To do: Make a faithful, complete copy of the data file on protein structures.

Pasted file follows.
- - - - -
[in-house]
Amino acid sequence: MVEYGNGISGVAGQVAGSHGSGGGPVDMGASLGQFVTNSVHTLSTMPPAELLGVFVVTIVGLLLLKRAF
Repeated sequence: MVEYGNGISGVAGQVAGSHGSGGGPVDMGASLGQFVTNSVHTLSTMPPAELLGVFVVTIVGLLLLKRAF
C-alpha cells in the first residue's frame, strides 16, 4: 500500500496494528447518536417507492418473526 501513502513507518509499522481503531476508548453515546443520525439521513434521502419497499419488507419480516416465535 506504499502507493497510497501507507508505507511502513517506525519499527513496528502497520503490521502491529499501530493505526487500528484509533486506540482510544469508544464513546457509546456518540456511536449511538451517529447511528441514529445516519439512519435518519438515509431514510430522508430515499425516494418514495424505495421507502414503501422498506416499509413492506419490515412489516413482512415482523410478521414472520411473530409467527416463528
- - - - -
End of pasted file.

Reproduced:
[in-house]
Amino acid sequence: MVEYGNGISGVAGQVAGSHGSGGGPVDMGASLGQFVTNSVHTLSTMPPAELLGVFVVTIVGLLLLKRAF
Repeated sequence: MVEYGNGISGVAGQVAGSHGSGGGPVDMGASLGQFVTNSVHTLSTMPPAELLGVFVVTIVGLLLLKRAF
C-alpha cells in the first residue's frame, strides 16, 4: 500500500496494528447518536417507492418473526 501513502513507518509499522481503531476508548453515546443520525439521513434521502419497499419488507419480516416465535 506504499502507493497510497501507507508505507511502513517506525519499527513496528502497520503490521502491529499501530493505526487500528484509533486506540482510544469508544464513546457509546456518540456511536449511538451517529447511528441514529445516519439512519435518519438515509431514510430522508430515499425516494418514495424505495421507502414503501422498506416499509413492506419490515412489516413482512415482523410478521414472520411473530409467527416463528